Posted in HS4CC

Arizona State University $99

Texas HS4CC Moderator Andrea LaBass wrote this AMAZING explanation of the $99 program currently running through Arizona State University. If you’re paying more than $99 per class for dual enrollment and books – you need to read this and save some money!

No application. No transcripts. 8-week courses. Pay after you pass.

Pay attention to payment deadlines for each course for the $99 rate!


Arizona State University offers a unique opportunity to take freshman-level courses with no risk of failure recorded. All courses are taken and then paid for AFTER the course is over, and ONLY if you like the grade. If the student doesn’t pay for the course, no record of them having taken it exists, and courses may be retaken as many times as is needed. It is a low-risk, high-reward method of earning college credit. https://ea.asu.edu/

Like your grade?  Pay $99 


Cost

The normal cost for a course is $25 ID fee and $400/course if you choose to have it put on an official Arizona State University transcript. There’s an additional fee of $20, to send the transcript to another school. Often this is only done when all classes have been taken, so someone would likely only pay that once or twice unless enrolling in or applying to many colleges. Books and Fees are included in all pricing, so no extra or hidden fees!

During the COVID-19 outbreak of 2020, prices on summer courses were lowered to $99 and the price break was later extended into the Fall A courses that run from August – October/2020 and Fall C courses that begin August 18, 2020 and run for 15 weeks. Both the normal price and the discounted rate include all materials. There are no books to buy or extra fees.

To find out pricing and details for each course, click on the course listing. The Course Detail page states when courses start, end and when payment is due. Pay particular attention to the self-paced courses start and completion dates! The self-paced math and english courses have end dates in October 2020 to get the course for $99.  It takes several days for the course to become available to convert for credit on a transcript and the help desk recommends the English courses be completed earlier than the due date to give time for the graders to look over the final work. Target finishing a week before the end date to give time to pay!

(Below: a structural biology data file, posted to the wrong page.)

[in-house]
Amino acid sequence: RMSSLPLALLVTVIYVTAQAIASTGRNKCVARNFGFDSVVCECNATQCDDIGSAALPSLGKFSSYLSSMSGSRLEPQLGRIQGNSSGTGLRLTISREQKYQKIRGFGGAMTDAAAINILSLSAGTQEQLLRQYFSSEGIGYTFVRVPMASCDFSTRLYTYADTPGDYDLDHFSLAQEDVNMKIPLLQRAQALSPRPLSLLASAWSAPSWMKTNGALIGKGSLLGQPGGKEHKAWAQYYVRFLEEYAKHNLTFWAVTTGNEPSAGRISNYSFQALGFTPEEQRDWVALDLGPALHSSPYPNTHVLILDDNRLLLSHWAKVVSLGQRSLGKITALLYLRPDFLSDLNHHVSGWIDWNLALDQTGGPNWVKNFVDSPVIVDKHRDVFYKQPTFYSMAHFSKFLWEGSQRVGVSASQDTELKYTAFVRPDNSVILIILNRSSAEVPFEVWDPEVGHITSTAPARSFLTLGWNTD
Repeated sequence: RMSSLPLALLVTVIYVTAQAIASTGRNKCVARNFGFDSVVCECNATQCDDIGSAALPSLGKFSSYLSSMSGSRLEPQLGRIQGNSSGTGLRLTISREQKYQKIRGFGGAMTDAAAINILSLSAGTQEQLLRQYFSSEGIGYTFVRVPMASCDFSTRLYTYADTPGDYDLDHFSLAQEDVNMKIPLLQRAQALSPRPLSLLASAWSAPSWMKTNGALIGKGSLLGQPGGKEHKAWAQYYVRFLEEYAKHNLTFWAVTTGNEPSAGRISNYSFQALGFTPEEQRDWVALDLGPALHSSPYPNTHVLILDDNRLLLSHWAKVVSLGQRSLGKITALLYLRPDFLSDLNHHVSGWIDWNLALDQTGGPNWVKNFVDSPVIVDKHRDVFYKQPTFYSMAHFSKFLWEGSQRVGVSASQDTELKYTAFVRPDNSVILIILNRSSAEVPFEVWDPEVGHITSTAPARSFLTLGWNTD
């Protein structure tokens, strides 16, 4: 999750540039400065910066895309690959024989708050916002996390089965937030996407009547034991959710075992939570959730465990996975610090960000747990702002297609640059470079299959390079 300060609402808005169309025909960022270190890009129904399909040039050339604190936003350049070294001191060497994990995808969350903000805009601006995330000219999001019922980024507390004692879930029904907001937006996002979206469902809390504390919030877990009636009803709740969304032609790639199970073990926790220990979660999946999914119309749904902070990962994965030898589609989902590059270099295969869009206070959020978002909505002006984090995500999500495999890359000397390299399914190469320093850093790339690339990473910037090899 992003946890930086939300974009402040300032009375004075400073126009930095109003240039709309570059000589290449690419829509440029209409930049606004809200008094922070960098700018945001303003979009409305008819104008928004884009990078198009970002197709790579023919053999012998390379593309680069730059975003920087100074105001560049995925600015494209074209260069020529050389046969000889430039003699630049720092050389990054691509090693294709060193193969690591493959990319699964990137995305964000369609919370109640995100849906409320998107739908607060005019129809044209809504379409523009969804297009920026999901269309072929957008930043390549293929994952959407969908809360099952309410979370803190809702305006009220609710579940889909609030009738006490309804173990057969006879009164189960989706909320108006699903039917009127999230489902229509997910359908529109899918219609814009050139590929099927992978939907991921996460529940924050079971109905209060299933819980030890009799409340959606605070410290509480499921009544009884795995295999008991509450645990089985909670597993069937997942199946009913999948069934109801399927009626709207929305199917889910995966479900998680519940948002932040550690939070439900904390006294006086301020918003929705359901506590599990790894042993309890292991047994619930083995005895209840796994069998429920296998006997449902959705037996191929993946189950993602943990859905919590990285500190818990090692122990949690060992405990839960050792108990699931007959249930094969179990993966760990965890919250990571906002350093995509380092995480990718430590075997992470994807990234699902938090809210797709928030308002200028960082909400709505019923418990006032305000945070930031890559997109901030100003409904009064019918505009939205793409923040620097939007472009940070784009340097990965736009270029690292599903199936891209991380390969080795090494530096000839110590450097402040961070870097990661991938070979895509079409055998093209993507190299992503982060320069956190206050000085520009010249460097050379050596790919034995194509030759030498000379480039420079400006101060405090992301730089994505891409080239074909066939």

Note: there was a bit of confusion in Spring 2020 regarding the pricing and completion dates that may have been reported around the internet, but ASU updated the information on the site for clarity and it is accurate.

Even when these return to full price, $400 per course = great price!


Transcriptsimages1

Courses are put on a standard Arizona State University transcript with no notation of courses being online or self-paced. They look like a regular butt-in-seat course on the transcript. Courses with lab credit are listed as 2 a 3 credit course with 1 credit lab.


Transfer of Credit

ASU is a well known, well respected, regionally accredited 4-year university. The credit earned *should* transfer almost anywhere, except colleges that don’t take transfer credit (ie Ivy/Ivy-adjacent colleges). BUT, you should always check with the school to verify. If you don’t know which school your student will attend, it’s obviously a risk, but probably no more so than taking community college classes or AP exams. You also need to check to see if the courses fit the degree plan. The courses may transfer to the college, but may not fulfill any credit for the degree, or may come in as an elective if the course is not part of the degree plan. Case in point: my son’s community college will accept ASU’s Chemistry course for transfer, but they won’t accept it for a core science lab course for his degree plan – it actually comes in at a higher level and is not on their list of approved science lab courses for a core course. This was an unexpected surprise/disappointment. Luckily I asked before he took the course! Contacting a transfer specialist or an advisor at the endpoint college should answer that question for you.


Enrollment Requirements

  • No SAT/ACT or TSI/ACCUPLACER needed.
  • You do NOT need to send copies of transcripts.
  • Prerequisites are a suggestion, but not enforced
  • You only need a government-issued photo-id with the student’s name visible.

Things people have used successfully as of 5/15/20:
Driver’s license/permit
Passport
DoD dependent ID
Public School ID
Umbrella School ID
Homeschool ID w/School name, student name, birthdate and photo

Is there an age limit?  No age limit. 


ASU Admissions

One additional opportunity, which these courses are actually intended for, is automatic admission to ASU upon completion of their minimum number of EA courses. Resourcefully planned along with the The Starbucks College Achievement Plan, which is offered in partnership with Arizona State University for full tuition reimbursement, students could earn a 4 year degree with little to no debt!


TSI/ACCUPLACER Replacement